Until I was fifteen, the only kind of dyke I knew of was the sort that the Acadians built - the long, narrow, flexible, winding, practical dikes that slip past Digby Neck and down into the Minas Basin, that keep the salty waters of the Atlantic quite literally, at Bay. Dikes line the banks of the Annapolis River and the Avon and the Gaspereau Rivers and they buffer the fertile land of Grand Pré from whence their technology originated and they keep Greenwich and Port Williams perpetually apart.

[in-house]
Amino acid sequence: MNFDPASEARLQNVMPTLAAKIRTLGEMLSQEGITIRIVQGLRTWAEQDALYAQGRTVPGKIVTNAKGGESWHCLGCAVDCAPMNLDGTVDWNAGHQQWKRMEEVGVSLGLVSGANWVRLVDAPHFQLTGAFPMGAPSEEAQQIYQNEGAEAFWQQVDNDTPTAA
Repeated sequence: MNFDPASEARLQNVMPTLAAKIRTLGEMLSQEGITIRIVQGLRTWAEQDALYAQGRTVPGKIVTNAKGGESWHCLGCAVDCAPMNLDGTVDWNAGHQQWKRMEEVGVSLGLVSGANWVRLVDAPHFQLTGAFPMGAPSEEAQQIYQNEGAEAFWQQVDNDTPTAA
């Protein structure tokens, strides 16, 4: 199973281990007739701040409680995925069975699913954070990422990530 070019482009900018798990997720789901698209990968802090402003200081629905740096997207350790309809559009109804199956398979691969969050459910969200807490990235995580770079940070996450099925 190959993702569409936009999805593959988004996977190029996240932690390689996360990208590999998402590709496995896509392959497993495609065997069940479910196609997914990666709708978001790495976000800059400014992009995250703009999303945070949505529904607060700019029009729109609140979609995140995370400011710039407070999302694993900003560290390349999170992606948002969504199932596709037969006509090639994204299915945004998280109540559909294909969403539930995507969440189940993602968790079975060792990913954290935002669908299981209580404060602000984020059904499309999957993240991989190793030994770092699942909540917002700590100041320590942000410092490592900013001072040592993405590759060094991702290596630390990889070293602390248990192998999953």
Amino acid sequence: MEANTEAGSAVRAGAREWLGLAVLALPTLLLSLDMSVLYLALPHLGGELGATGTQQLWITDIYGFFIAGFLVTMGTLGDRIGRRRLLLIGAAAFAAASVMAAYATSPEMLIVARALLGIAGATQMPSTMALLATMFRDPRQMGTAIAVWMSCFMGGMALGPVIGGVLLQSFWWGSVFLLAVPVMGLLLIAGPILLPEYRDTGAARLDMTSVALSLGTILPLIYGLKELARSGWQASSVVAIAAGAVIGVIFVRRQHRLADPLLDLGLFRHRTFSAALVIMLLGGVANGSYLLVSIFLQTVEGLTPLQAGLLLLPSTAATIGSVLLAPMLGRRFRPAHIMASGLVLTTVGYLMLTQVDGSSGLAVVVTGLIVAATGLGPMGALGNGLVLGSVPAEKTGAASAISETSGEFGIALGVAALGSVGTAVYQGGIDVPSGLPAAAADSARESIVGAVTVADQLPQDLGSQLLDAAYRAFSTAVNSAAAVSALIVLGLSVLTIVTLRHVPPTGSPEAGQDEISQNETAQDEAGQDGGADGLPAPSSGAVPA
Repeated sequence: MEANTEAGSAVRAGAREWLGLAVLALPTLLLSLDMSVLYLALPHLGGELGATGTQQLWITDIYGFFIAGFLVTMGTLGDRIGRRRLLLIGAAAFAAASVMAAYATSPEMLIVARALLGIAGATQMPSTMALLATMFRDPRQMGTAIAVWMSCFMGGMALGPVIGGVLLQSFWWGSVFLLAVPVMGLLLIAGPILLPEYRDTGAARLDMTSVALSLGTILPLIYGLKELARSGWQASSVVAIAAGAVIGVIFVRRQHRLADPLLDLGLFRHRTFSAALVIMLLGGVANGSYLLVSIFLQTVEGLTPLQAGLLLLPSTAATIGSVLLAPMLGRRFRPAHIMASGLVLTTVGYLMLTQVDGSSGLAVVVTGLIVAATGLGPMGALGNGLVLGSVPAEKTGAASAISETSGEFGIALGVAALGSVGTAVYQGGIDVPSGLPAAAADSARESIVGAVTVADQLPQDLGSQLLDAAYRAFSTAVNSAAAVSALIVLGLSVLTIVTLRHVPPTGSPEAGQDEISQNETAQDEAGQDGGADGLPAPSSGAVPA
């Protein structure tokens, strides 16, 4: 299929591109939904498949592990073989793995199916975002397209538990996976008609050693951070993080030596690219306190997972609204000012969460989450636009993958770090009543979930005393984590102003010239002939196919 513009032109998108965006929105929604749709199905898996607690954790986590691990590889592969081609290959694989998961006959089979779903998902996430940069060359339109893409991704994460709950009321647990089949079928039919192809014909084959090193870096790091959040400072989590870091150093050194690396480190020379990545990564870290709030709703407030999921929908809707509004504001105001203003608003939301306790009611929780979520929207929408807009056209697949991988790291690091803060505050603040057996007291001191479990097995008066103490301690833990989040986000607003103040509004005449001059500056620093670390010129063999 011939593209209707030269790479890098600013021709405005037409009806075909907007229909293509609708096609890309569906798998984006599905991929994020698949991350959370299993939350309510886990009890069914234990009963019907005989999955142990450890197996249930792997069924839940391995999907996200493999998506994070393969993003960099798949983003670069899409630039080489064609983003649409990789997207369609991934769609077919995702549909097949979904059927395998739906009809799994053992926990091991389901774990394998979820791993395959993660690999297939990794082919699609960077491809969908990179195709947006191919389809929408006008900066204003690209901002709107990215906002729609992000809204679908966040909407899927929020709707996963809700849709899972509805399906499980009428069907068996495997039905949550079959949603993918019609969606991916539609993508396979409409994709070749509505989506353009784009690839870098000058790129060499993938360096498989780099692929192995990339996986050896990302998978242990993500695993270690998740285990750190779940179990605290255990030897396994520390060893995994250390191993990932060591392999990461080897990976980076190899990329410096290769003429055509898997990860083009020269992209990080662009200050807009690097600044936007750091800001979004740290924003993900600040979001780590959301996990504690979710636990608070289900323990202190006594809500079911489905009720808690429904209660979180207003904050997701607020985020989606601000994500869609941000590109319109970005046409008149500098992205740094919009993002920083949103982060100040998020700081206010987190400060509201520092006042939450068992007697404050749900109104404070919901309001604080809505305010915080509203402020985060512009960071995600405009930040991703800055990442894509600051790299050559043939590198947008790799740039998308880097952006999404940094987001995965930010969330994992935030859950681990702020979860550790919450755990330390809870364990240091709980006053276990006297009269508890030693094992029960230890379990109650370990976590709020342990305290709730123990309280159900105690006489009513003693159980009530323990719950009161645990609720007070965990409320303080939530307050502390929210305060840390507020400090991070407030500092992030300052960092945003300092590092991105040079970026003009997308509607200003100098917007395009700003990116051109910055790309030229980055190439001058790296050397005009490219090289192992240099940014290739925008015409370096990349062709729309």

Permeable Dikes, instead of entirely cutting off or diverting the current flow, merely slacken and retard it. They consist of open work construction, usually of timber piles and cribbing with rubble weighted brushwood mattress work hurdles. The velocity of the current being retarded behind or between such dikes, material in suspension is deposited and the area is filled up until the dikes themselves eventually become buried in a hydraulic fill of their own creation. On account of the initial increase in velocity at the contracted area of the dike itself, the mattress work is built with an apron on each side of the work to prevent scouring and undermining.